The following information will guide you through the impression, guidelines, and registration process for the Living History Village at Perryville Battlefield’s 2016 Reenactment. Please read the following information thoroughly as it will answer most of the questions you may have about participating. If you have further questions, email firstname.lastname@example.org or call 859-332-8631 to speak to the staff.
What is the Living History Village?
The Living History Village is reserved for authentic civilians who wish to recreate the lives of local citizens around the time of the Battle of Perryville. This area will be interactive with the public and all participants will need to have a functioning impression that is relevant to a central Kentucky farming community. All participants will closely observe the standards and rules for this area.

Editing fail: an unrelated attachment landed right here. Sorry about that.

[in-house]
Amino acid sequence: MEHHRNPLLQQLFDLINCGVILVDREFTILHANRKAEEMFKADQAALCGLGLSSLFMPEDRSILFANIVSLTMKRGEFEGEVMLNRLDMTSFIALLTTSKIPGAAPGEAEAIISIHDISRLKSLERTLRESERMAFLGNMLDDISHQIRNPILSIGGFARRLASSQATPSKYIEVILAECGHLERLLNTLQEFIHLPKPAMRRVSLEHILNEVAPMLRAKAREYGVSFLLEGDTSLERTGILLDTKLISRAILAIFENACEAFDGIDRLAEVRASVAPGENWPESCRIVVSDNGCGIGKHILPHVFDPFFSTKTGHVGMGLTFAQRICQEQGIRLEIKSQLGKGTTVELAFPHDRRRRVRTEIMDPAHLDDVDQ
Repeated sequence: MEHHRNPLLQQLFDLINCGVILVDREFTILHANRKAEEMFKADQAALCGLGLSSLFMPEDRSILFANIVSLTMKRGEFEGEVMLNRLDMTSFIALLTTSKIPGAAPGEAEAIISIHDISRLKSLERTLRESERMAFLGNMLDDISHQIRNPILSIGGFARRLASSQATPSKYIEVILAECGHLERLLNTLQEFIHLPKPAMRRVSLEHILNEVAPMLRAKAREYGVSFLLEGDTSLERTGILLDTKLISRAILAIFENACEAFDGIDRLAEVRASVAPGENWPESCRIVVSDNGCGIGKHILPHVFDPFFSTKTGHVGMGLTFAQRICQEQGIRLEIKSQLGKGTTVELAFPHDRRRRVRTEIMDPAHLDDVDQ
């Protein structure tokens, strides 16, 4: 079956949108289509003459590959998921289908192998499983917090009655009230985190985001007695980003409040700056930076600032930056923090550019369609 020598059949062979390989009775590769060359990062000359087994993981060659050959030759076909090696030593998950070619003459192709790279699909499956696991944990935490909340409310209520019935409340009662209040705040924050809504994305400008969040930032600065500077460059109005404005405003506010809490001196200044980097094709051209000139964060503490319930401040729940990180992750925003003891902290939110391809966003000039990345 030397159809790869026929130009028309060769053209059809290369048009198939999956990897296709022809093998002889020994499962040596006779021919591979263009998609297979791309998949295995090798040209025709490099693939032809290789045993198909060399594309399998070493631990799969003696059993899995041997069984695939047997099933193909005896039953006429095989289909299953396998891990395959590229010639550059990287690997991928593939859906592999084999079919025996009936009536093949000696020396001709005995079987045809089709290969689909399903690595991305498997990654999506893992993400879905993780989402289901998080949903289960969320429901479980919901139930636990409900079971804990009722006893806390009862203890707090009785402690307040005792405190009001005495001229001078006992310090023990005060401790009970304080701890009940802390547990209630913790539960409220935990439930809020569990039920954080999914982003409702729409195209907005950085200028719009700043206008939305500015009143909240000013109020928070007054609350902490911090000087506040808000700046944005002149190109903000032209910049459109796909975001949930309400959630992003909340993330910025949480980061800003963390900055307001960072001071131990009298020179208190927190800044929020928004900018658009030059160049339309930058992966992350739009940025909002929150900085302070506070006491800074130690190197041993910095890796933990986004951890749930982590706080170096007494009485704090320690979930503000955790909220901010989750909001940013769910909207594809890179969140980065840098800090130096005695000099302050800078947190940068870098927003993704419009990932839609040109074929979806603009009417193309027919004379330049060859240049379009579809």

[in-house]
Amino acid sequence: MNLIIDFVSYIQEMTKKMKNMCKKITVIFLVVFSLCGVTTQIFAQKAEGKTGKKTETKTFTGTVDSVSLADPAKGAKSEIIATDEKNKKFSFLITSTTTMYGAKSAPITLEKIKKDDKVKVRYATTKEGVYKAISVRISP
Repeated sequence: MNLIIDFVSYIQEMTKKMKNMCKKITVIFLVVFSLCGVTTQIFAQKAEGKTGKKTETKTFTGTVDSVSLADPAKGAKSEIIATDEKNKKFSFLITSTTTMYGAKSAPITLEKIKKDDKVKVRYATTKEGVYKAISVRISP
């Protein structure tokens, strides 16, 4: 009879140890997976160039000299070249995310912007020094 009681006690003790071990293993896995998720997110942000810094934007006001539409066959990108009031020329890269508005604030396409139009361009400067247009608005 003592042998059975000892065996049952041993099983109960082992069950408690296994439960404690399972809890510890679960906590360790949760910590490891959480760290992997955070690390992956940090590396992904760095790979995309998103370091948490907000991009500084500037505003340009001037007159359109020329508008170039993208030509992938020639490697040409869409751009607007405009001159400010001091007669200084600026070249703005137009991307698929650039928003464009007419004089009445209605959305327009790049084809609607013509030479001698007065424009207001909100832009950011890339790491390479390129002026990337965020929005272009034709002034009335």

How can I participate as a Civilian Reenactor?
Civilians may participate in either the Living History Village or the Mixed Camp.
Adherence to the park living history guidelines will be observed regardless of camp choice. There is no “after hours” for the event regardless of camp choice. Historical impressions are to be maintained at all times during the weekend.
Per the military commanders - No civilians will be quartered in the military camps unless they receive permission for the overall military commanders before the event starts.
No military participants can camp in the Living History Village. This area is reserved for civilian only impressions. The Mixed Camp is appropriate for military and civilian participants who are camping as a family. The military may enter the Living History Village to visit the mercantiles and interact with the civilians in a period manner only.